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Would This Get Credit? 2023 AP Statistics Exam #5


Penny Smeltzer began teaching AP Statistics when the course began and quickly created one of the largest programs in the nation in Austin, Texas. Her passion for the subject continues with decades of experience as an AP Statistics exam grader, grading leader, rubric writer, Test Development Committee member, and Question Leader. Her passion is creating meaningful interdisciplinary lessons with science using topics that matter in the lives of the human population and the planet, which she share on her website Lessons That Matter.


Penny was the question leader for 2023 #5.



The Question - 2023 #5 (and the rubric)

Wildlife biologists are interested in the health of tule elk, a species of deer found in California. An important measurement of tule elk health is their weight. The weight of a tule elk is difficult to measure in the wild. However, chest circumference, which is believed to be related to the weight of a tule elk, can easily be measured from a safe distance using a harmless laser. A study was done to investigate whether chest circumference, in centimeters (cm), could be used to accurately estimate the weight, in kilograms (kg), of male tule elk. For the study, wildlife biologists captured 30 male tule elk, measured their chest circumference and weight and then released the elk. The data for the 30 male tule elk are shown in the scatterplot.

Part (a)

Describe the relationship between chest circumference and weight of male tule elk in context.


WOULD THIS GET CREDIT?

The rubric for this part of the question requires students to discuss at least 3 of 4 components (direction, strength, form, unusual features) AND must be in context.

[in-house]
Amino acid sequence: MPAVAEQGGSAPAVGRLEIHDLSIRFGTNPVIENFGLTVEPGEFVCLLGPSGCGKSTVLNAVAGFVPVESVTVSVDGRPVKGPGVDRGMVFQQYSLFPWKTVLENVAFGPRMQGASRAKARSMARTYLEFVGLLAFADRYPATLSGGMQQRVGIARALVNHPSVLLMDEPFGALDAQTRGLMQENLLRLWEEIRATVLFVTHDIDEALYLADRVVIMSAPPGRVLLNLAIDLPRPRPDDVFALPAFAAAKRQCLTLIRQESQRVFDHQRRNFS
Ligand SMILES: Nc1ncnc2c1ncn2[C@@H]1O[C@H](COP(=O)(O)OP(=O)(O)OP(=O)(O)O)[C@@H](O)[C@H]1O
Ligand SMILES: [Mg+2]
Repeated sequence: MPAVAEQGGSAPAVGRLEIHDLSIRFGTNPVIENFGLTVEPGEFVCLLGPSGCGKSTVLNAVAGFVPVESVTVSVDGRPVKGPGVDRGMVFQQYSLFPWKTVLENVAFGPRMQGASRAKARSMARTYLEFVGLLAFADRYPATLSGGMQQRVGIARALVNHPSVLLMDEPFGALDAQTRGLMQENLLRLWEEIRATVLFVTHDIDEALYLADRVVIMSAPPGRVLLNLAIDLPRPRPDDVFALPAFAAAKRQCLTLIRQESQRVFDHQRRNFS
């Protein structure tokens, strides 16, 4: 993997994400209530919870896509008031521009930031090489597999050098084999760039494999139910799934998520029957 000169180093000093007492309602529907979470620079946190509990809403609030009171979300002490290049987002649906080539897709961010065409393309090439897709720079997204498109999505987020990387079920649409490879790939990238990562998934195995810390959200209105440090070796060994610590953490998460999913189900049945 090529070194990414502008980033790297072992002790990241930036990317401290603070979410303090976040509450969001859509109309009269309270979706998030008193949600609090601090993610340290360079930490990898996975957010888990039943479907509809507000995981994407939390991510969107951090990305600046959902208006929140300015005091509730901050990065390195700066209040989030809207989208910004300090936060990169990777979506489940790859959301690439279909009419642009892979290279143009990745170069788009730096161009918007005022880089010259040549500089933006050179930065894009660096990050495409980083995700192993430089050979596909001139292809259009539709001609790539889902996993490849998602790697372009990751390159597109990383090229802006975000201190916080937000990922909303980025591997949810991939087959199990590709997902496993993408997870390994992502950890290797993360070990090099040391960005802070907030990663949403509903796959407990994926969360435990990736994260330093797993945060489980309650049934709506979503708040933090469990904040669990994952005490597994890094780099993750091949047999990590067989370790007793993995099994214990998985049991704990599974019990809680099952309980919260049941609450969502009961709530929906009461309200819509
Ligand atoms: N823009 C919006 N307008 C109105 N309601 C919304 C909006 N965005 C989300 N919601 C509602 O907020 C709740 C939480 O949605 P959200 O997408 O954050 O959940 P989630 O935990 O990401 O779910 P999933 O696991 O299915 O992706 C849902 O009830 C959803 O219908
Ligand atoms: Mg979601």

The first partial credit response does contain adequate context and the concept of a positive direction, but there is no mention of form or strength. The second partial credit response does not contain any context. The full credit response does not address unusual features, but still satisfies 3 of the 4 components (direction, strength, form) plus context.


Teaching Tips:

  • Consider using an acronym to help student to remember all of the ideas that must be discussed when describing the relationship between two quantitative variables. Many teachers use DUFS (direction, unusual features, form, strength) + context.

  • Always discuss context and include it in every response.


Part (b)

Following is the equation of the least-squares regression line relating chest circumference and weight for male tule elk.


Predicted weight = -350.3 + 3.7455(chest circumference)


(b) The weight of one male tule elk with a chest circumference of 145.9 cm is 204.3 kg.


(i) Using the equation of the least-squares regression line, calculate the predicted weight for the male tule elk. Show your work.


(ii) Calculate the residual for this male tule elk. Show your work.


WOULD THIS GET CREDIT?

Response 1:

(i) x = -350.3 + 3.7455(145.9) = 196.17 kg

(ii) residual = actual – predicted = 204.3 - 196.17 = 8.13 kg


Response 2:

(i) ŷ = -350.3 + 3.7455(145.9) = 196.17 kg

(ii) 196.17 – 204.3 = -8.13 kg


Response 3:

(i) 196.2 kg

(ii) 8.1 kg


Response 1 correctly calculates the predicted value but incorrectly labels the work as “x = ” (this should be y = ), which receives no credit for part (i). The residual value is correct with adequate work shown. Overall, this part (b) earns a score of P.


Response 2 correctly calculates the predicted value in part (i) with work shown but reverses the subtraction when calculating the residual, losing credit for part (ii). Overall, this part (b) earns a score of P.


Response 3 contains the correct values for both the predicted weight and the residual but does not include any work. Part (b) would score an I.